Have the 'good debt' vs. 'bad debt' rules changed?
By Jason Alderman
Before the Great Recession of 2008 overturned many long-held financial beliefs, it wasn't uncommon for people to differentiate between "good debt" and "bad debt." The thinking was that certain kinds of debt were worth taking on because you come out ahead in the long run. Buying a home and financing a college education were two notable examples.
But when home values plummeted and the cost of a bachelor's degree soared into five or six digits, those once-safe investments in your future suddenly seemed risky or unattainable.
Now's a good time to step back and examine the concept of good debt vs. bad debt and why, in certain cases, acquiring debt may still make sense – provided you plan carefully and don't exceed what you can reasonably expect to repay.
This simple distinction still applies: Taking on so-called good debt can help boost your credit rating or allow you to buy something that will increase in value over time, whereas bad debt often fuels the purchase of items that are disposable, unnecessary or rapidly depreciable.
One of the best ways to build strong credit history is to show lenders you can pay off debt responsibly. You're more apt to qualify for a mortgage, car loan, or other large debt if you've demonstrated sound repayment behavior. Just remember: Carrying multiple loans or high-limit credit cards could harm your rating, since lenders might worry you're taking on more debt than you can repay.
Student loans. The average college graduate earns $47,422 a year, compared to $26,349 for high school graduates – a difference of $21,073. Using simple math, some calculate the difference in total earnings over a 40-year work life as more than $800,000.
However, such estimates don't factor in the crippling student loan debt many graduates face or their inability to find work in a chosen field during difficult times. But still, the unemployment rate among college grads is roughly half that of high school grads – 4.5 percent vs. 8.4 percent. College is still a worthwhile investment for many people if they don't go overboard on loans and choose a degree with good earnings and employment potential.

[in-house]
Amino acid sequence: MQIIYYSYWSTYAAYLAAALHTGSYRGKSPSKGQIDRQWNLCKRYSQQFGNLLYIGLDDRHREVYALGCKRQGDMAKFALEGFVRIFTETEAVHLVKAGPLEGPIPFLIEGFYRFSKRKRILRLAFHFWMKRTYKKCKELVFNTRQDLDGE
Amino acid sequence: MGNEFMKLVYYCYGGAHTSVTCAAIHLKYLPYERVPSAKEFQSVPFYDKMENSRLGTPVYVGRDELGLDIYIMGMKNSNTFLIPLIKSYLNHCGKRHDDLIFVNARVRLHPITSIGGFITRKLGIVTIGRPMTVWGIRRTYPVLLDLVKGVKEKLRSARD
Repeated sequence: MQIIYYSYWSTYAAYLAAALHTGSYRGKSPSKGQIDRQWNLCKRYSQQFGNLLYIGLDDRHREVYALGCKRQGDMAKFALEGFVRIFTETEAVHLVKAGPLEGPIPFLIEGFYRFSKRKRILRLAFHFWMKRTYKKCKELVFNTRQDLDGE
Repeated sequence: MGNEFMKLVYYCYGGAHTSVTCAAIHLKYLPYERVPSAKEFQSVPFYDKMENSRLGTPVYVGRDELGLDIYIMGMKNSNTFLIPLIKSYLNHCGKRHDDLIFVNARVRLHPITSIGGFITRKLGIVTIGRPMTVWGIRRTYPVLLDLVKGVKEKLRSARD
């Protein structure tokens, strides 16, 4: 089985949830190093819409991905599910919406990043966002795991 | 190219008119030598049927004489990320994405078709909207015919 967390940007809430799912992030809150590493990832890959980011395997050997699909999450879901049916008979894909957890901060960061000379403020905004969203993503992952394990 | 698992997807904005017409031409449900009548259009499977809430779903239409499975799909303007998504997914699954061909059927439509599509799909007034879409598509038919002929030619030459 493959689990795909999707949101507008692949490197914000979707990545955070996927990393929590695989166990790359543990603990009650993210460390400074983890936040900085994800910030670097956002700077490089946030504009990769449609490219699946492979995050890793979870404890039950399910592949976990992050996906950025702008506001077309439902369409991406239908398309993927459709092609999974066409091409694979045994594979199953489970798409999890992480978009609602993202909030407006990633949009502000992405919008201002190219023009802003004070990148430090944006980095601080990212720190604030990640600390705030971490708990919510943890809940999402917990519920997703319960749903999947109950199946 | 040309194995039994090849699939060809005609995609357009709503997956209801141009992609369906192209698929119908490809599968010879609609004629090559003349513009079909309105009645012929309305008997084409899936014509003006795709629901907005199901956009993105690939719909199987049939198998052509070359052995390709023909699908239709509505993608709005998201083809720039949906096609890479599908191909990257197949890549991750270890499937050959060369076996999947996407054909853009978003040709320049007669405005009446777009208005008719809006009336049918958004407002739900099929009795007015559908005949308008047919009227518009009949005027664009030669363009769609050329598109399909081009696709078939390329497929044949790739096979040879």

Mortgages. Before the real estate crash, homeownership was considered good debt because historically, when someone finally paid off their mortgage, their home was usually worth much more than the purchase price. For many, this probably still will be true, unless they bought during the market upswing or are forced to sell before prices can recover. After all, mortgage interest rates are historically low and interest and mortgage points are still tax-deductible.
Just don't buy more house than you can afford. Factor in expenses like property tax, primary mortgage insurance, homeowners dues, utilities and repairs – and if you get an adjustable rate mortgage, calculate how high rates could climb.
Bad debt. What qualifies as bad debt hasn't changed since the recession, but budget-conscious consumers are paying more attention now. Meals out, excessive vacations, and unnecessary clothing or electronics – wants vs. needs – all qualify if you're spending beyond your means. Basically, if you can't pay the bill in full within a month or two, reexamine whether it's a worthwhile expense; particularly if you don't have at least six to nine month's pay stashed in an emergency fund or you're trying to save for a car or home.
This article is intended to provide general information and should not be considered legal, tax or financial advice. It's always a good idea to consult a tax or financial advisor for specific information on how certain laws apply to your situation and about your individual financial situation.<< Back to Practical Money Matters
Email to a friend